None of that would matter one damned bit—one person who has data expertise still might not understand what makes a good cover–except we talk to each other all the time. Participating in that conversation to some degree, staying nimble, seeing results, listening, learning as a constant matter—is where 70% of the value-added of being a self-publisher lies. The royalty rate is good, but it’s not the winner. The best self-publishers are doing things much, much better than the best publishers do. That may be hard to imagine, but it’s because taken as a whole, we have more data (most publishers don’t get the regular fine-grained data that self-publishers do, and don’t pore over it as we do) and more expertise than publishers do.
We can’t pay Amazon to put its thumb on the algorithms—but on the other hand, those who live and die by the algorithm know it better than anyone else. If you’ve followed Phoenix Sullivan’s blog series about the things she’s learned managing Steel Magnolia Press, you’d know that self-publishers collect enough information to pinpoint the exact week when Amazon shifted its algorithms to start taking book pricing into account on its lists.
I suspect that if you asked the digital sales managers at the major publishers, half of them wouldn’t know the difference between the bestsellers list and the popularity list. They might not even know that there was a popularity list. They probably wouldn’t know which list takes book price into account—not without googling.
I don’t think we’ve had a survey that accurately captures the gamut of income distribution of self-publishing**, but all the surveys we’ve seen convey some interesting information. The Taleist survey (cost: $4.99) probably has one of the most extensive crosstabs of all the available surveys, but it’s one of the older ones. The most important thing I took from that survey was this: that the people who make the most self-publishing get their information from other authors, rather than books or pundits or conferences or individual websites.
And that brings me to…
7. Being in the top percent of self-published authors takes time.
I’m not one of the very top self-published authors. I haven’t sold a million books.
But I’m firmly in the tier just below that, and I think that given the number of books I have available for sale (four full-length books plus a handful of novellas, which is ridiculously small for a self-published author), I’m doing about as well as I can with what I have.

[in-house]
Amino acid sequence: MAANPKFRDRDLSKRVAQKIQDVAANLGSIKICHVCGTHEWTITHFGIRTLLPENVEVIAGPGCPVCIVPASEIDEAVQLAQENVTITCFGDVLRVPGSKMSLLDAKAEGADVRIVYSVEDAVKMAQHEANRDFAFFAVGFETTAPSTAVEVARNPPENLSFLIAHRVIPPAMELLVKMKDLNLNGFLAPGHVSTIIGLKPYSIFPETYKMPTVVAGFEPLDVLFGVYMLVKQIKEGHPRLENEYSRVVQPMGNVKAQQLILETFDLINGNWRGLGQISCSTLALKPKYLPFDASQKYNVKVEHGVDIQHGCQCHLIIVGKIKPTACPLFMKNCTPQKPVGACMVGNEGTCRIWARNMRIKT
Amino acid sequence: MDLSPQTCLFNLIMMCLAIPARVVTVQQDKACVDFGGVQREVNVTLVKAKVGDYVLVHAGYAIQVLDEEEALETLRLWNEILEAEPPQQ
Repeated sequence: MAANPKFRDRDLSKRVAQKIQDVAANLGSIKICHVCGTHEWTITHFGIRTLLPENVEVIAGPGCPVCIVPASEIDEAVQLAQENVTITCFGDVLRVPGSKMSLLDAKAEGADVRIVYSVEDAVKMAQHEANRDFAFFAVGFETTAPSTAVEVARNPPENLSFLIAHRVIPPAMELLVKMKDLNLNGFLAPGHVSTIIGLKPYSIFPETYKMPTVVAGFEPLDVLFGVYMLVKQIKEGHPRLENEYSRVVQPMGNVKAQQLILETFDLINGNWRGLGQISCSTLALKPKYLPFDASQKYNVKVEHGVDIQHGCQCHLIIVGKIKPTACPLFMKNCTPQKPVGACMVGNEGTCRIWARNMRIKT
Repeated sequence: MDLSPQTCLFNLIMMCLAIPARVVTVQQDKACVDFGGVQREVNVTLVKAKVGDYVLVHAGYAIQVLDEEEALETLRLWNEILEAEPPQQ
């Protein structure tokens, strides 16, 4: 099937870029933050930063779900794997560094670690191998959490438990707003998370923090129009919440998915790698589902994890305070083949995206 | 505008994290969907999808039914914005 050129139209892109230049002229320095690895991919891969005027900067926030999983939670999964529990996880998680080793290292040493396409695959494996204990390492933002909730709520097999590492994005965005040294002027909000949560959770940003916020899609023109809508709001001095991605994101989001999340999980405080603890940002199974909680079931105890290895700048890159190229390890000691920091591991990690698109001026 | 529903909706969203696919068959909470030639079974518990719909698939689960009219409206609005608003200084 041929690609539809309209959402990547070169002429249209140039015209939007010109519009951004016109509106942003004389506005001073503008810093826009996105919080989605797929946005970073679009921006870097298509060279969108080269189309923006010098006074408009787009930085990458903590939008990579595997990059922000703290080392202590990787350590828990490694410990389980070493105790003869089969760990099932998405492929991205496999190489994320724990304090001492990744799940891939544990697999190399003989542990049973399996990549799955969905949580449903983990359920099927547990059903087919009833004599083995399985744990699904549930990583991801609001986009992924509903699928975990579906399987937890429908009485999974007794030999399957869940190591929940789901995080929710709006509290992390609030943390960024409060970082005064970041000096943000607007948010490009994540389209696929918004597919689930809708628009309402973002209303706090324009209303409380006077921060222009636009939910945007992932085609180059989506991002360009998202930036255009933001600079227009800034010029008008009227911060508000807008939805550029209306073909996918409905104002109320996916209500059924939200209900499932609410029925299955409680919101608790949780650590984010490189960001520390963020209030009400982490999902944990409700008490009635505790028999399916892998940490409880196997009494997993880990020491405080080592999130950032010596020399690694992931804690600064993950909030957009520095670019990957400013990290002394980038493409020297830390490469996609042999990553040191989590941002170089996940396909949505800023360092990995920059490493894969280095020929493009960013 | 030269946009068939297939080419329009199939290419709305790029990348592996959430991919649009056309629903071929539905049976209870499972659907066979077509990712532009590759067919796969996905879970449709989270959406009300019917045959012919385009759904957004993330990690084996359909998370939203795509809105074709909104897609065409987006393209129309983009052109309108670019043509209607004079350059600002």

Keeping my head in the game takes time. It means that I read a lot of blogs, and a lot of comments. I spend a good amount of time reading stuff that annoys the crap out of me. I spend time on Kboards every day to make sure I’m not missing out on anything useful. I am okay with this, because it is fun for me.
It might not be fun for you. It might be a huge drag. It might take a ton of time away from your writing. You might not do it at all, in which case, you might end up selling worse than you’d hoped.
I think you are unlikely to be one of the top self-published authors, no matter where you start traditionally, if you don’t pay attention and work on your game. That has a very real time cost.
8. Even if you are not at the very tippy top of the game, you can still make good money.
If you’re at the top of the advance heap in traditional publishing, if you’re typically a lead title, you need to know what you’re walking away from. There’s a lot of time and attention that goes into your books that is invisible to you. It won’t be invisible once you start self-publishing.
That sort of author is rare. More typical is the author who isn’t getting that kind of time and attention from her publisher. If you can manage yourself to a decent mid-list self-publishing career, you’re going to be doing pretty darned well.
Along those lines, Beverley Kendall’s survey of authors (biases: romance heavy; success-heavy) is one of the best reports on what the midlist of self-publishing can do that I’ve seen.
Where you end up depends on luck, positioning, and what you bring to the game.
9. Why I made the choice that I did.
I think the above describes what I get from self-publishing and what I put into it.
For all practical purposes, I have to make a choice about whether to self-publish. I’ve chosen the option that allows me to innovate, to pay attention, and to reap all the rewards. If I didn’t self-publish, I’d still be paying attention, but gnashing my teeth at the things my publisher wasn’t doing. At this point, I have enough feedback from reality that I know that my judgment about how to handle my books is generally good, and that I can do what it takes to move with the times and improve my market share.